Since 2002, daily Florida political news and commentary


UPDATE: Every morning we review and individually digest Florida political news articles, editorials and punditry. Our sister site, FLA Politics was selected by Campaigns & Elections as one of only ten state blogs in the nation
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Welcome To Florida Politics

Thanks for visiting. On a semi-daily basis we scan Florida's major daily newspapers for significant Florida political news and punditry. We also review the editorial pages and political columnists/pundits for Florida political commentary. The papers we review include: the Miami Herald, Sun-Sentinel, Palm Beach Post, Naples News, Sarasota Herald Tribune, St Pete Times, Tampa Tribune, Orlando Sentinel, the Daytona Beach News-Journal, Tallahassee Democrat, and, occasionally, the Florida Times Union; we also review the political news blogs associated with these newspapers.

For each story, column, article or editorial we deem significant, we post at least the headline and link to the piece; the linked headline always appears in quotes. We quote the headline for two reasons: first, to allow researchers looking for the cited piece to find it (if the link has expired) by searching for the original title/headline via a commercial research service. Second, quotation of the original headline permits readers to appreciate the spin from the original piece, as opposed to our spin.

Not that we don't provide spin; we do, and plenty of it. Our perspective appears in post headlines, the subtitles within the post (in bold), and the excerpts from the linked stories we select to quote; we also occasionally provide other links and commentary about certain stories. While our bias should be immediately apparent to any reader, we nevertheless attempt to link to every article, column or editorial about Florida politics in every major online Florida newspaper.


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The Blog for Wednesday, February 13, 2008

A "gamble with Florida's future"

    The Daytona Beach News Journal editorial board: "Crist's optimism may be infectious. But it shouldn't hide the fact that he's calling on lawmakers to gamble with Florida's future."
    Crist's proposed solutions rely too much on high-risk, fiscally imprudent strategies. Some of his priorities are well-placed. Others seem shockingly contradictory. A review of Crist's bigger budget initiatives reveals that the governor has left the Legislature with a lot of work to do.
    See what they mean: "Crist offers big ideas, risky funding".

    As Charlie looks adoringly into McCain's eyes

    "Florida House members balked Tuesday at Gov. Charlie Crist's proposed health-care budget, saying it is too risky because of his reliance on using one-time money from state reserves to pay for programs that need to be funded continuously." "House panel criticizes Crist health plan as risky". More: "Slumping economy means another tight budget for Florida lawmakers".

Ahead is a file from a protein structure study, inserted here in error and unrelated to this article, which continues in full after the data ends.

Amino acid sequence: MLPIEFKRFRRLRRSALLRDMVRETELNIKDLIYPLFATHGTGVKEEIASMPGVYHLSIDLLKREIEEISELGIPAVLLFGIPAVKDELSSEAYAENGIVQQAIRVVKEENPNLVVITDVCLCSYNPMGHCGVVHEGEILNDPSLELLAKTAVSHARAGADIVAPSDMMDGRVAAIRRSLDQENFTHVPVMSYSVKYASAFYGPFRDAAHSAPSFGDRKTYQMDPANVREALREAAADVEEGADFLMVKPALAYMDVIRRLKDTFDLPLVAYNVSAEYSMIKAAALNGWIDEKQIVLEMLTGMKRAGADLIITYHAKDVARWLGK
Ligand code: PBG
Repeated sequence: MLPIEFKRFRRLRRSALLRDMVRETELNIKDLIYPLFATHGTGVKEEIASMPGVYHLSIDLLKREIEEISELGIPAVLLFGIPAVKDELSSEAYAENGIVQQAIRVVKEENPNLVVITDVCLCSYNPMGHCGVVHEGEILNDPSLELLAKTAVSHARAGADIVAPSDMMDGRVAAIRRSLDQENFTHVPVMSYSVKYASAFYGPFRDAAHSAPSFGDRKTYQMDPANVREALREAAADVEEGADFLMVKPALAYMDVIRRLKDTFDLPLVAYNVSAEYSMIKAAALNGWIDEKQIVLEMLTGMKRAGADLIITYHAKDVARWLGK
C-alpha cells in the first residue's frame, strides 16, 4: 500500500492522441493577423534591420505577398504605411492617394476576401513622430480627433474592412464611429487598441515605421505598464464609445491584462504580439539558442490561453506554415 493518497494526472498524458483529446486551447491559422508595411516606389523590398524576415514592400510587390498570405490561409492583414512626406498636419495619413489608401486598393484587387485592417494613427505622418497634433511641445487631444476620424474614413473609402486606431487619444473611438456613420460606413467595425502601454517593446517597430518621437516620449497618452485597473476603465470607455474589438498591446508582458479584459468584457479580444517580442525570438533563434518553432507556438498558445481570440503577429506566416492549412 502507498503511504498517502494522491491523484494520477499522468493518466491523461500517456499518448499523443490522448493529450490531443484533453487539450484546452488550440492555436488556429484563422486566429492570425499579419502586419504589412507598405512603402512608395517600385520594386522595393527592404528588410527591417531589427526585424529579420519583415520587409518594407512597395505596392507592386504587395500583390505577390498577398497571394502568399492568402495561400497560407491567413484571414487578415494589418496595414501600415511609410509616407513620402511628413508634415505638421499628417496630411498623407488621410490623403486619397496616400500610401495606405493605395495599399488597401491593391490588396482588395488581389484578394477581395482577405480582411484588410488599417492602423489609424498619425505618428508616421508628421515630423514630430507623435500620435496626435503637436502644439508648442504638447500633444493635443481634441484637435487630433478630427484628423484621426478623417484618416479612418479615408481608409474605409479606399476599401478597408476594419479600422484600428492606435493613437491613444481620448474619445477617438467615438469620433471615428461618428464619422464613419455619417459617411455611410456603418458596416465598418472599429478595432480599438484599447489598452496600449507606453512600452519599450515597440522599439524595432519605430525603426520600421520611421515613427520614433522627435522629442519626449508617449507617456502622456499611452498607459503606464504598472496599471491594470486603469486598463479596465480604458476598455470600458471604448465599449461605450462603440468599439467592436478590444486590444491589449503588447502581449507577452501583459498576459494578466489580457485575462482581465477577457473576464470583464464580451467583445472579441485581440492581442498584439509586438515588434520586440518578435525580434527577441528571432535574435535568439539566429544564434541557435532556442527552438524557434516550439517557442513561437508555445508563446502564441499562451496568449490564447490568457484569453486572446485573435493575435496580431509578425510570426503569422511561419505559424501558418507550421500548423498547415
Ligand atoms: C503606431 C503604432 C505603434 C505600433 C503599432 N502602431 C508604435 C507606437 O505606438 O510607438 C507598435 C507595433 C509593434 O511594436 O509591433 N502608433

For "the 'send 'em all home' crowd"

    The Sun Sentinel editorial board: "You can almost hear the 'send 'em all home' crowd working themselves into an uproar over a projection showing a tripling of the U.S. Latino population by 2050. ... The study by the Pew Research Center predicts that, 42 years from now, Hispanics could amount to 29 percent of the total U.S. population."Predicted surge in Hispanic population doesn't tell whole demographic story". More: "82% of population growth will come from immigration".

    "'Taxation is complicated,' Bense said." 'Ya reckon?

    "Arguing that the Amendment 1 property tax cut did not go far enough, members of a powerful commission that has the unique ability to place issues directly on the ballot is moving ahead with a series of deeper property tax reductions."

    On Tuesday, a subcommittee of the Taxation and Budget Reform Commission debated a measure that would exempt 25 percent of the value of homes as well as nonhomesteaded residences in exchange for a one-percentage-point increase in the state sales tax. It would also place a 5 percent cap on property assessment increases. Another measure would replace $8 billion in school property taxes by eliminating many of the exemptions from the sales tax.

    It's a regular head scratcher

    On Monday, the Finance and Taxation Committee approved a cap on the amount of taxes and fees that could be collected by state and local governments. The increases would be limited to population and inflation growth and the cap could only be broken with approval from voters. ...

    But the difficulty of the commission's task was underscored Tuesday when the Finance and Taxation Committee got bogged down on the intricacies of the two latest property tax plans, leading committee members to delay a decisions on the measures until their Feb. 25 meeting.
    "Tax-cut plans multiply".

    "A plan to ask Florida voters to swap school property taxes for an expanded sales tax stalled Tuesday when a pair of economists told a powerful tax commission that the change could cost 53,000 jobs a year." "Sales tax vote postponed".

    Sin taxes

    The Tampa Tribune editorial board: "Rep. Jim Waldman, D-Coconut Creek, has introduced a bill to raise the tax on a pack of cigarettes by $1. ... Increasing the cigarette tax is worthy of consideration so long as the money is used to help treat indigent Florida residents with diseases caused by smoking. The legislation should specify - and guarantee - that the money will go to the 40 safety-net hospitals that provide 97 percent of the state's charity care. These hospitals are facing a reduction in funds because of the state's gloomy revenue picture." "Increase Cigarette Tax To Help Hospitals".

    Why is this Palm Beacher smiling?

    Rather than tax those things "enjoyed" by those of us with lesser means, wouldn't it be nice to additional sales taxes under consideration, like: a lobster tax, a second SUV tax, a Martini tax, a sailboat tax, a beach front home tax, a scotch tax, a 5BR 5Bath tax, a third car tax, a media room in the home tax, a caviar tax, a ... well, you get the idea.

    Mr. Crist goes to DC

    "Crist went to Washington on Tuesday with a list of federal priorities he wants the state's congressmen to address and left with a lengthy list of state issues they want him to consider." "D.C. lawmakers and Crist exchange requests for help".